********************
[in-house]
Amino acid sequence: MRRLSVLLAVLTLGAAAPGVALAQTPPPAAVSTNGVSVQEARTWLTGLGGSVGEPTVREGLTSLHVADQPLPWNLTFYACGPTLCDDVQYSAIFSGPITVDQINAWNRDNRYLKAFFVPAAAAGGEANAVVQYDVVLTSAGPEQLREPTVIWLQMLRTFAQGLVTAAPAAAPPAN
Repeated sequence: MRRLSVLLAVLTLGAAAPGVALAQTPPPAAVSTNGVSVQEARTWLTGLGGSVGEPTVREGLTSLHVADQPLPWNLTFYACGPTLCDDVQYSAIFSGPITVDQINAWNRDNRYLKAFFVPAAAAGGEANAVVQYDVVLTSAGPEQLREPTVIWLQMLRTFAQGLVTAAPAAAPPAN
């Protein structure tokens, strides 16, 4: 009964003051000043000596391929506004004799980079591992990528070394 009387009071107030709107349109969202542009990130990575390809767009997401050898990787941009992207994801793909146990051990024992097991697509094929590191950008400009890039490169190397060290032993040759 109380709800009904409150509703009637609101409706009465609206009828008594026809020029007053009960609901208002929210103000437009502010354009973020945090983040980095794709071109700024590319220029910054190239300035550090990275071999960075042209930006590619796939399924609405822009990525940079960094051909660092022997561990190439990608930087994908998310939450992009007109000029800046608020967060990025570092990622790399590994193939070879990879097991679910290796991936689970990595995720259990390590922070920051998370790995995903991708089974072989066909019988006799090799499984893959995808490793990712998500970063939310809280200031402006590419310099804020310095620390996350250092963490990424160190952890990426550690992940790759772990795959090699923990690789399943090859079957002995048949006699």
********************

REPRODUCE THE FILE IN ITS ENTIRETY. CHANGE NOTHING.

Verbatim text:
[in-house]
Amino acid sequence: MRRLSVLLAVLTLGAAAPGVALAQTPPPAAVSTNGVSVQEARTWLTGLGGSVGEPTVREGLTSLHVADQPLPWNLTFYACGPTLCDDVQYSAIFSGPITVDQINAWNRDNRYLKAFFVPAAAAGGEANAVVQYDVVLTSAGPEQLREPTVIWLQMLRTFAQGLVTAAPAAAPPAN
Repeated sequence: MRRLSVLLAVLTLGAAAPGVALAQTPPPAAVSTNGVSVQEARTWLTGLGGSVGEPTVREGLTSLHVADQPLPWNLTFYACGPTLCDDVQYSAIFSGPITVDQINAWNRDNRYLKAFFVPAAAAGGEANAVVQYDVVLTSAGPEQLREPTVIWLQMLRTFAQGLVTAAPAAAPPAN
């Protein structure tokens, strides 16, 4: 009964003051000043000596391929506004004799980079591992990528070394 009387009071107030709107349109969202542009990130990575390809767009997401050898990787941009992207994801793909146990051990024992097991697509094929590191950008400009890039490169190397060290032993040759 109380709800009904409150509703009637609101409706009465609206009828008594026809020029007053009960609901208002929210103000437009502010354009973020945090983040980095794709071109700024590319220029910054190239300035550090990275071999960075042209930006590619796939399924609405822009990525940079960094051909660092022997561990190439990608930087994908998310939450992009007109000029800046608020967060990025570092990622790399590994193939070879990879097991679910290796991936689970990595995720259990390590922070920051998370790995995903991708089974072989066909019988006799090799499984893959995808490793990712998500970063939310809280200031402006590419310099804020310095620390996350250092963490990424160190952890990426550690992940790759772990795959090699923990690789399943090859079957002995048949006699």